Recent seasons have seen the Ducks regain control of what became a back-and-forth rivalry during the early 2000s. Oregon has won five consecutive games in the series with four of those victories coming by 17 points or more. The Beavers showed no ability to stop – or even slow – Oregon’s high-powered rushing attack a season ago, allowing the Ducks to accumulate 430 rushing yards. Expect coach Mike Riley to have better answers for his in-state rival this year.
7. Arizona at USC – Oct. 10
It’s easy to forget that USC’s season didn’t really derail until it lost at Arizona. The Trojans were still a top-10 team at the time, but the loss started their spiral to five losses in their final six games. For Arizona, the win gave first-year coach Rich Rodriguez an immediate banner victory. It also raised expectations. Arizona, along with Arizona State and USC, is considered a top threat to UCLA’s Pac-12 South crown. This early October game could determine the No. 1 contender in the South.
8. Arizona at Arizona State – Nov. 30
For the first time in, well, recent memory (to be nice), The Duel in the Desert could take on significant meaning. If the season breaks right, the Pac-12 South could be decided on the final game between this game and the USC-UCLA game. Arizona State blew past rival Arizona in the final quarter last season, scoring 17 points unanswered to pull away for the victory. The two teams combined for 982 yards last year. Don’t be surprised if these two offenses crack the 1,000-yard mark this season.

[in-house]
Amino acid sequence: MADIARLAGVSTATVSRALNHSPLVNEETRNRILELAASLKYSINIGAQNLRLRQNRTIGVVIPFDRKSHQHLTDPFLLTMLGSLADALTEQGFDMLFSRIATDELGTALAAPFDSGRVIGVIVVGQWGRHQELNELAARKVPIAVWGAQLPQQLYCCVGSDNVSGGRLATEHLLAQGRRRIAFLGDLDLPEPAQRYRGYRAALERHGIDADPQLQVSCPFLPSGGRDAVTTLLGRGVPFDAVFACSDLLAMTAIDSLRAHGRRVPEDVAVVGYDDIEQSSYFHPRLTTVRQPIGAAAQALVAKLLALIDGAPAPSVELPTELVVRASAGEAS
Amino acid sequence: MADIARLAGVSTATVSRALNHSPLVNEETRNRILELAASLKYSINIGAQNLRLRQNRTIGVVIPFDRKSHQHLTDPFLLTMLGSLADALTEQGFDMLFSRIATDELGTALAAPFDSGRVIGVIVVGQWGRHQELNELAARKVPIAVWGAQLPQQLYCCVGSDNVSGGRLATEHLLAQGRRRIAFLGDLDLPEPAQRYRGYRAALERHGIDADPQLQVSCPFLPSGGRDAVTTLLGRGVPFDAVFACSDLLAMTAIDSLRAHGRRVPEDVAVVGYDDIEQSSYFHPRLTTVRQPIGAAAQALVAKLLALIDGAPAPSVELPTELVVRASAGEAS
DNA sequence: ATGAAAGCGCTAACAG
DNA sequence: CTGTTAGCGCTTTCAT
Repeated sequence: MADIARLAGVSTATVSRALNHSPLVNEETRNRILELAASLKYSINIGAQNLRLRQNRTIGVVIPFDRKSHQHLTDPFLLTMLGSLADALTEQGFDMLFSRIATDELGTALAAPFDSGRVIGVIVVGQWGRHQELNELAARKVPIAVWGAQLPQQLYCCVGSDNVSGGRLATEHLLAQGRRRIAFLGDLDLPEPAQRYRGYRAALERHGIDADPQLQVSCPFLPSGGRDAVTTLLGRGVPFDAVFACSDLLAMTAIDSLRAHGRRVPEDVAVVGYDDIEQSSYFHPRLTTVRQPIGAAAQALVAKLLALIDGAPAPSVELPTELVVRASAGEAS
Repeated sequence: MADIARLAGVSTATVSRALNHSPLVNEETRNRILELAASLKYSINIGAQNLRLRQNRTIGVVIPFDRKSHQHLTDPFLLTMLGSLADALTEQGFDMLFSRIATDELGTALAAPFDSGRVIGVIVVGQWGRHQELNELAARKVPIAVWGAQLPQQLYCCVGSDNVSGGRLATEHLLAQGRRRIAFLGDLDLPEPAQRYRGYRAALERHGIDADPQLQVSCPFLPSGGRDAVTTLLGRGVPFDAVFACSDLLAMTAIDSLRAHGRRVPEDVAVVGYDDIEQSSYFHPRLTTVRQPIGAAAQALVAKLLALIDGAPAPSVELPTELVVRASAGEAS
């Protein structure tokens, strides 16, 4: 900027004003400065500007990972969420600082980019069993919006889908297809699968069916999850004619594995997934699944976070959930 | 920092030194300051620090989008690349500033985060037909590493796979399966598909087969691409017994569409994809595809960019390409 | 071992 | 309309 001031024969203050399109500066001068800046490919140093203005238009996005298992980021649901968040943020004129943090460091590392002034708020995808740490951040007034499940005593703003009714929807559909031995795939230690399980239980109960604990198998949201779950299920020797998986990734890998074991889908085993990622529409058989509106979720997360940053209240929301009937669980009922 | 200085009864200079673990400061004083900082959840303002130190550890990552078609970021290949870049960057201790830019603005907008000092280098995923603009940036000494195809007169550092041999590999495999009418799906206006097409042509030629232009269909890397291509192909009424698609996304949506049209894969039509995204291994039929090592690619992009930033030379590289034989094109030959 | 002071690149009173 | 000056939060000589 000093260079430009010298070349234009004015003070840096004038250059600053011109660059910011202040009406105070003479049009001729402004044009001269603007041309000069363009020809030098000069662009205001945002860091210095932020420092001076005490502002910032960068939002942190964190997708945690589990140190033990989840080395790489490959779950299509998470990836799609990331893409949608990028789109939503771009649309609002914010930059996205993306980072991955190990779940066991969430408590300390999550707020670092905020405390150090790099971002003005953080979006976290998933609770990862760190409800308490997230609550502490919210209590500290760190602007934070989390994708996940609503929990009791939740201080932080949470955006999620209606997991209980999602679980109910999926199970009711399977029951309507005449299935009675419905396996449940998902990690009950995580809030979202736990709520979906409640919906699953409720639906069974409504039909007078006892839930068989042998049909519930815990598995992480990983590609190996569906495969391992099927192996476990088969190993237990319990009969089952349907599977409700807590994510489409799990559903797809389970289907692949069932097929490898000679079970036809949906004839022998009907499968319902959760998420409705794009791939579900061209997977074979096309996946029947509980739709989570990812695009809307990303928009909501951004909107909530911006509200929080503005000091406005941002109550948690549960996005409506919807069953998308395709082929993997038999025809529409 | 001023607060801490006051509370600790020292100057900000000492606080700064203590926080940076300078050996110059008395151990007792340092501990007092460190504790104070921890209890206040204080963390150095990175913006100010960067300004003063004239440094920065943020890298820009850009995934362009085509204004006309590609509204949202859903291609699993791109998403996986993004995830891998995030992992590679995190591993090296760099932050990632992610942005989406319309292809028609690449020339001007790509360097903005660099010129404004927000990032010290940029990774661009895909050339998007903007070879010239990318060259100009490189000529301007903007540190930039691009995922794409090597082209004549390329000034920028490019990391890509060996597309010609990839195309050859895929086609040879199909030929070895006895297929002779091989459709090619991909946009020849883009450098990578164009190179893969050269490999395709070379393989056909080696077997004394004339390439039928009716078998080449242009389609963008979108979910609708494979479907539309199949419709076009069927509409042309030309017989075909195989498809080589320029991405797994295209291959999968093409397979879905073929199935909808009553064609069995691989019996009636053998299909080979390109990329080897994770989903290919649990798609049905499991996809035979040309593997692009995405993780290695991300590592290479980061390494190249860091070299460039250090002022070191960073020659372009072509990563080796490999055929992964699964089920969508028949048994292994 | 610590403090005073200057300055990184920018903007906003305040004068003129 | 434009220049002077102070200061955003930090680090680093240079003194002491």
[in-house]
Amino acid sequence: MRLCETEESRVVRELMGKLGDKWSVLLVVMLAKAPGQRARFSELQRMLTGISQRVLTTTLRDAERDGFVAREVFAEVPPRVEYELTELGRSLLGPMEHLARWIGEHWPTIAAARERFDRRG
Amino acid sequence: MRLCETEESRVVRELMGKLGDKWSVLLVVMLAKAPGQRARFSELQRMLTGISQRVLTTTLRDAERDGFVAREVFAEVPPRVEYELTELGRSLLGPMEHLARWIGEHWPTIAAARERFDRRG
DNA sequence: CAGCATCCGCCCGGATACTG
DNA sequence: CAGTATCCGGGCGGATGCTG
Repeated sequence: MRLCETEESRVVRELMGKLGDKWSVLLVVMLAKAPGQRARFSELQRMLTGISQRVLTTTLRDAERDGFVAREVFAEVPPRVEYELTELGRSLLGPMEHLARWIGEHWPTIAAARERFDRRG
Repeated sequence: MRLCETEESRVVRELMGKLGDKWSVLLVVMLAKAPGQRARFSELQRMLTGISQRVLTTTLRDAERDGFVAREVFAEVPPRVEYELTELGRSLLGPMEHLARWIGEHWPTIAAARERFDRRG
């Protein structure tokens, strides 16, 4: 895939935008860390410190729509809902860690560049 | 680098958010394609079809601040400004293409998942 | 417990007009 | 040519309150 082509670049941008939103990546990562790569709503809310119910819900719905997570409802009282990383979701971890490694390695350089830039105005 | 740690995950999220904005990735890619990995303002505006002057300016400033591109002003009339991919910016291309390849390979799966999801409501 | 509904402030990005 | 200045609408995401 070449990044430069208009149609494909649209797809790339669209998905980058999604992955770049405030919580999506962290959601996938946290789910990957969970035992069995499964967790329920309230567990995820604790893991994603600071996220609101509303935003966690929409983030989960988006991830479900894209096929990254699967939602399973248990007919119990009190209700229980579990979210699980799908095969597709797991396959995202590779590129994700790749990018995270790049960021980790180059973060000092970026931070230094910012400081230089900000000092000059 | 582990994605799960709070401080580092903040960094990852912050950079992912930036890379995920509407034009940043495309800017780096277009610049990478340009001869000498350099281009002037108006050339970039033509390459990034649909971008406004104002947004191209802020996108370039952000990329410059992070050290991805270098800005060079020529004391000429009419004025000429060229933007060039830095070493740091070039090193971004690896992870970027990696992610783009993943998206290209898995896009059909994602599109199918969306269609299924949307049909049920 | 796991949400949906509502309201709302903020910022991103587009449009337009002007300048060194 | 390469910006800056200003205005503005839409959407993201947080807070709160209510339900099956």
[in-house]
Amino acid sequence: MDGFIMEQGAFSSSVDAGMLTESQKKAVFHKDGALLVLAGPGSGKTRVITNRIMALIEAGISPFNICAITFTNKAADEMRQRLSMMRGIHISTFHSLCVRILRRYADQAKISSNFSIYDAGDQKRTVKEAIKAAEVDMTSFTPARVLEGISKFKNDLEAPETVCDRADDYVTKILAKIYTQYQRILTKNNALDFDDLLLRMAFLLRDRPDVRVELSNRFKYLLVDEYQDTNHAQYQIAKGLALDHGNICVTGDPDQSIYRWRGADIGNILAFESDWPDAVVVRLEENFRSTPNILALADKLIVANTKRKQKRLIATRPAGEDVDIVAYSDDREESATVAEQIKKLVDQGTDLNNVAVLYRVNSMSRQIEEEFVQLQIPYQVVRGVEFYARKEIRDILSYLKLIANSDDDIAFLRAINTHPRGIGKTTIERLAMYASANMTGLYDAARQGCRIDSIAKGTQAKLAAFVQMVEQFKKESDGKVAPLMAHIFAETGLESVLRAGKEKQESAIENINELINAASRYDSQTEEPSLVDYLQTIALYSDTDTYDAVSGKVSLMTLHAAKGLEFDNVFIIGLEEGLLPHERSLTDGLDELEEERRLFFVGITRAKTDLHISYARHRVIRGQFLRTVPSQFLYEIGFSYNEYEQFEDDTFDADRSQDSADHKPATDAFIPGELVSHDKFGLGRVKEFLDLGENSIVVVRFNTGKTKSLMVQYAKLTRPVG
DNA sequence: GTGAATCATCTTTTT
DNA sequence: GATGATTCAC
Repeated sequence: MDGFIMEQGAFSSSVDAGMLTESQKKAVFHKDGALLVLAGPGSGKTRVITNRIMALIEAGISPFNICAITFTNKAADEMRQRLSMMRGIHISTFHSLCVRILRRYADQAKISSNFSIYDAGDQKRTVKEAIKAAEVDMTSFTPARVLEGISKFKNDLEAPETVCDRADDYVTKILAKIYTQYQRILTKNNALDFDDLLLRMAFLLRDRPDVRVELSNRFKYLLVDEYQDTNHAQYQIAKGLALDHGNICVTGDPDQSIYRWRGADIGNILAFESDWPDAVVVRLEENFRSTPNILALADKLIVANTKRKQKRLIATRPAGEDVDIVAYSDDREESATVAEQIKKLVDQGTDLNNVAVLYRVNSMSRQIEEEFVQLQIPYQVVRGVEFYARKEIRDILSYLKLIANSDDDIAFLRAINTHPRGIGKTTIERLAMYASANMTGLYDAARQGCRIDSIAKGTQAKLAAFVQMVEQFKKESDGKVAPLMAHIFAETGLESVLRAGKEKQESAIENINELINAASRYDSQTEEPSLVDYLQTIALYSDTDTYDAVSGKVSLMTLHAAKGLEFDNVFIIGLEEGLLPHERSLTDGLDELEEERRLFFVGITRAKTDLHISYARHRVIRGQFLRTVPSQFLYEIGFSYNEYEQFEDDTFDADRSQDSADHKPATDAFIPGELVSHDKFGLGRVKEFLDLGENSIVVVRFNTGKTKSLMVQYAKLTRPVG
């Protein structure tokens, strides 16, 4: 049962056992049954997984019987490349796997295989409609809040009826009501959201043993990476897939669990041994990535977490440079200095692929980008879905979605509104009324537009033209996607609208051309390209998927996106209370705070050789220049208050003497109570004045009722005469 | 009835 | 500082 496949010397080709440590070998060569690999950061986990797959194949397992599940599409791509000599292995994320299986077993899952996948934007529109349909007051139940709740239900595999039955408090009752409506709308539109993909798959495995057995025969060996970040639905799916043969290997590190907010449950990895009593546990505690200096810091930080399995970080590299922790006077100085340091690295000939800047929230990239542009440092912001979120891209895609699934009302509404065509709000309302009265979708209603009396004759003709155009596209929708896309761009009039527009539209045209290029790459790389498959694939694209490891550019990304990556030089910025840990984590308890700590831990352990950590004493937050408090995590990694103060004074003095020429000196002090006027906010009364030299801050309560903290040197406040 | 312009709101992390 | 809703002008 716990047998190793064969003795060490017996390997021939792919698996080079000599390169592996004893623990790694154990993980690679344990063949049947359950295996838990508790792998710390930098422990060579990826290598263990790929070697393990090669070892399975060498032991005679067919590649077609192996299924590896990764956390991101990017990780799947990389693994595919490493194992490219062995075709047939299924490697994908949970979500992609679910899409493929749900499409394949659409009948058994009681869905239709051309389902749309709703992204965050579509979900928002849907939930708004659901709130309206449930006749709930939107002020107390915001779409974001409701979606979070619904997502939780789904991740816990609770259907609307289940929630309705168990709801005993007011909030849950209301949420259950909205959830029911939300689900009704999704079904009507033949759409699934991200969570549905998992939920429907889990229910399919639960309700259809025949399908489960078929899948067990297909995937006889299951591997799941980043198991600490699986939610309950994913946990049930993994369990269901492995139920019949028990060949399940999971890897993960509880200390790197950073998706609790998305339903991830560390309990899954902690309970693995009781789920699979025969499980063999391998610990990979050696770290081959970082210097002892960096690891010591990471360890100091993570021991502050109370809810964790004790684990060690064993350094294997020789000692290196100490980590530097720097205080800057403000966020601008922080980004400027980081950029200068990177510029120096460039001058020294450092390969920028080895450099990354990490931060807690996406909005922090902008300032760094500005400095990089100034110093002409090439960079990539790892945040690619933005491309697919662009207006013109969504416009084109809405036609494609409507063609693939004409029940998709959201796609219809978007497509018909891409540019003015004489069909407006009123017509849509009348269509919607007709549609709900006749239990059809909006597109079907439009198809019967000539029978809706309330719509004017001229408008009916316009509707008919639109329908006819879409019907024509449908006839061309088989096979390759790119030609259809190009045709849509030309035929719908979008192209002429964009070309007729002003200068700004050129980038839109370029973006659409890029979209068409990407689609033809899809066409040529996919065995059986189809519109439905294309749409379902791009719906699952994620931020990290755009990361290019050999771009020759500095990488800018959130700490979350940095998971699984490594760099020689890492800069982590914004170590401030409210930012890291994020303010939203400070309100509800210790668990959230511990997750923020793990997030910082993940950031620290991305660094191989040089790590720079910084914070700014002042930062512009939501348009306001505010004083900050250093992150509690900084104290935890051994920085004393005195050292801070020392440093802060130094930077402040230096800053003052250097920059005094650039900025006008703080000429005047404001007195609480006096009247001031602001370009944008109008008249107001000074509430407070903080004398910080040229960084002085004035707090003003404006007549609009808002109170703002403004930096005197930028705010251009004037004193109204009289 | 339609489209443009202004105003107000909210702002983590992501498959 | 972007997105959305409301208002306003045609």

9. Oregon at Washington – Oct. 12
While Washington coach Steve Sarkisian has scored a number of high-profile upset wins during his tenure, he has not tamed the Ducks. A midseason win over Oregon would mark Washington’s first in the series since 2003 and would go a long way toward cooling Sarkisian’s increasingly warm seat. Oregon should be in the national conversation again this season and, during a relatively navigable stretch of the conference season, is likely to give the Huskies its best shot.
10. Washington State at California – Oct. 5
The Cougars and Bears might have combined to go 6-24 last season, but this game should be fun. With Tony Franklin calling plays for Cal’s Sonny Dykes-led team on one sideline and Mike Leach’s offense in Year 2 on the other, punts are likely to be at a premium. This one won’t determine the conference or the division. Neither team might have a league win when the game kicks off, but it should be a whole lot of fun to watch.